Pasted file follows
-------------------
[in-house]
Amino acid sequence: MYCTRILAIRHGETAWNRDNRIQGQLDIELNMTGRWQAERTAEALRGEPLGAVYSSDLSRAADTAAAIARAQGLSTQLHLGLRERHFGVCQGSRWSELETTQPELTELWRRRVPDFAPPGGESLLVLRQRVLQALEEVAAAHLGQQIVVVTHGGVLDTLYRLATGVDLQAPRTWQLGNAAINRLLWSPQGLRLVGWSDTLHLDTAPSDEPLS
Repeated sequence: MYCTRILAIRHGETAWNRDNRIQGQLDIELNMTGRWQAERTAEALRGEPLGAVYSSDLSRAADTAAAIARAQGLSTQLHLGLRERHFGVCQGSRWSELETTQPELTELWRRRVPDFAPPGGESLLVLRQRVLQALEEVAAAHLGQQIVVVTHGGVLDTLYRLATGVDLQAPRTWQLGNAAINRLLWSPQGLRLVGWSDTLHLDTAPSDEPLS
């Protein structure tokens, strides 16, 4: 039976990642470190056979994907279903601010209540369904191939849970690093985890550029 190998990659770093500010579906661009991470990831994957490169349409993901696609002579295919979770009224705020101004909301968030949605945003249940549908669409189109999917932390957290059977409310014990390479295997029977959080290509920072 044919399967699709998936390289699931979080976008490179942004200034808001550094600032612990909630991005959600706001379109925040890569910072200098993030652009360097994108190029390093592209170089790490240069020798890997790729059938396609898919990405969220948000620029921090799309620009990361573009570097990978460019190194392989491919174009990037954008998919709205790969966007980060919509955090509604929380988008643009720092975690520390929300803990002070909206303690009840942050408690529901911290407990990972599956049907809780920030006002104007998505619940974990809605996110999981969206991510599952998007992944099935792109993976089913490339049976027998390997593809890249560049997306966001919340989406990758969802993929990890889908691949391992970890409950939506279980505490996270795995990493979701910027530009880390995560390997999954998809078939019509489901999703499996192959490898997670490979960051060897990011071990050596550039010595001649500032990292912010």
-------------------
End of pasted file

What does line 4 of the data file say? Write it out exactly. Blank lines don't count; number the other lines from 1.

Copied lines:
């Protein structure tokens, strides 16, 4: 039976990642470190056979994907279903601010209540369904191939849970690093985890550029 190998990659770093500010579906661009991470990831994957490169349409993901696609002579295919979770009224705020101004909301968030949605945003249940549908669409189109999917932390957290059977409310014990390479295997029977959080290509920072 044919399967699709998936390289699931979080976008490179942004200034808001550094600032612990909630991005959600706001379109925040890569910072200098993030652009360097994108190029390093592209170089790490240069020798890997790729059938396609898919990405969220948000620029921090799309620009990361573009570097990978460019190194392989491919174009990037954008998919709205790969966007980060919509955090509604929380988008643009720092975690520390929300803990002070909206303690009840942050408690529901911290407990990972599956049907809780920030006002104007998505619940974990809605996110999981969206991510599952998007992944099935792109993976089913490339049976027998390997593809890249560049997306966001919340989406990758969802993929990890889908691949391992970890409950939506279980505490996270795995990493979701910027530009880390995560390997999954998809078939019509489901999703499996192959490898997670490979960051060897990011071990050596550039010595001649500032990292912010």